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90s Slang You Should Know


[uhn-red-ee] /ʌnˈrɛd i/
not ready; not made ready:
The new stadium is as yet unready for use.
not in a state of readiness; unprepared:
emotionally unready for success.
lacking in presence of mind, as when a quick decision or a sharp answer is required:
Awkward situations often found him unready.
British Dialect. not dressed.
not prompt or quick.
Origin of unready
First recorded in 1250-1300, unready is from the Middle English word unredy. See un-1, ready
Related forms
unreadiness, noun Unabridged
Based on the Random House Dictionary, © Random House, Inc. 2017.
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Examples from the Web for unreadiness
Historical Examples
  • To this pitch of unreadiness the technique of "divide and disturb" had brought us—but it had, none the less, failed.

    Proclaim Liberty! Gilbert Seldes
  • The penalty which had to be paid for this unreadiness was heavy.

    The War in the Air; Vol. 1 Walter Raleigh.
  • Violent revolutions may be charged up to the unreadiness of statesmen.

    A Preface to Politics Walter Lippmann
  • Bonaparte had rightly calculated upon the unreadiness of his enemy.

  • “To-morrow,” in those days of unreadiness and disconnection, glided just beyond reach continually.

    Dr. Sevier George W. Cable
  • An additional point in favour of White Poplar for the latter purpose is its unreadiness to burn.

  • One is lost in admiration now at the organisation of things, just as two months ago one was appalled by the state of unreadiness.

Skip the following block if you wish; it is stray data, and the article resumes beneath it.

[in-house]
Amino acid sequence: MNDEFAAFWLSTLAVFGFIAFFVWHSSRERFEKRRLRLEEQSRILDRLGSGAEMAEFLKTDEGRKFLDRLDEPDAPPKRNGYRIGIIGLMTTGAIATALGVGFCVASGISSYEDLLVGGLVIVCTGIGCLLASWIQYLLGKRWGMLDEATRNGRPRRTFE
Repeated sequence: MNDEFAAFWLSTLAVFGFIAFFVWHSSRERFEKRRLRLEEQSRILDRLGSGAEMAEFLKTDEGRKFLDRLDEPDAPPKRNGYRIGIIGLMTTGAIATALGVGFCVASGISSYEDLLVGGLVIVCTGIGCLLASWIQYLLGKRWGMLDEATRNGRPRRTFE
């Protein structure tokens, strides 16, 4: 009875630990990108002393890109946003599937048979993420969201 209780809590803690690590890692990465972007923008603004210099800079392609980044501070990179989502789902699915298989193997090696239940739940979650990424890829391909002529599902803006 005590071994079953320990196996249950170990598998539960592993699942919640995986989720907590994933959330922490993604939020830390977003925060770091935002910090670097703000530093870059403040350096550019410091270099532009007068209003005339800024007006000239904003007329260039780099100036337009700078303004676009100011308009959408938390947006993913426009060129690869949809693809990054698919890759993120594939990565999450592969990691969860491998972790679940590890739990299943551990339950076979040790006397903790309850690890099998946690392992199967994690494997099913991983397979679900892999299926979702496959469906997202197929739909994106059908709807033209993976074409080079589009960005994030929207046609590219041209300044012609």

• During the Dutch war the unreadiness of the ships, more particularly in respect to victualling, was the cause of great trouble.

  • Disorganisation and unreadiness prevented France from seizing the opportunity of doing even so much as that.

  • It would be difficult to realise at this day how far the nation had lapsed into unreadiness.

    Sixty Years a Queen Sir Herbert Maxwell
British Dictionary definitions for unreadiness


not ready or prepared
slow or hesitant to see or act
(archaic) not dressed
Derived Forms
unreadily, adverb
unreadiness, noun
Collins English Dictionary - Complete & Unabridged 2012 Digital Edition
© William Collins Sons & Co. Ltd. 1979, 1986 © HarperCollins
Publishers 1998, 2000, 2003, 2005, 2006, 2007, 2009, 2012
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Word Origin and History for unreadiness



mid-14c., "not prepared," from un- (1) "not" + ready. In English history, applied to Anglo-Saxon King Æðelræd II (968-1016), where it preserves the fuller original sense of Old English ungeræd "ill-advised, rede-less, no-counsel" and plays on the king's name (which means "good-counsel"). The epithet is attested from early 13c. Old English ræda "advise, counsel" is related to read (v.). Rede "counsel" survived in poetic usage to 17c. An attempted revival by Scott (19c.) failed, though it is used in Tolkien's "Lord of the Rings."

Online Etymology Dictionary, © 2010 Douglas Harper
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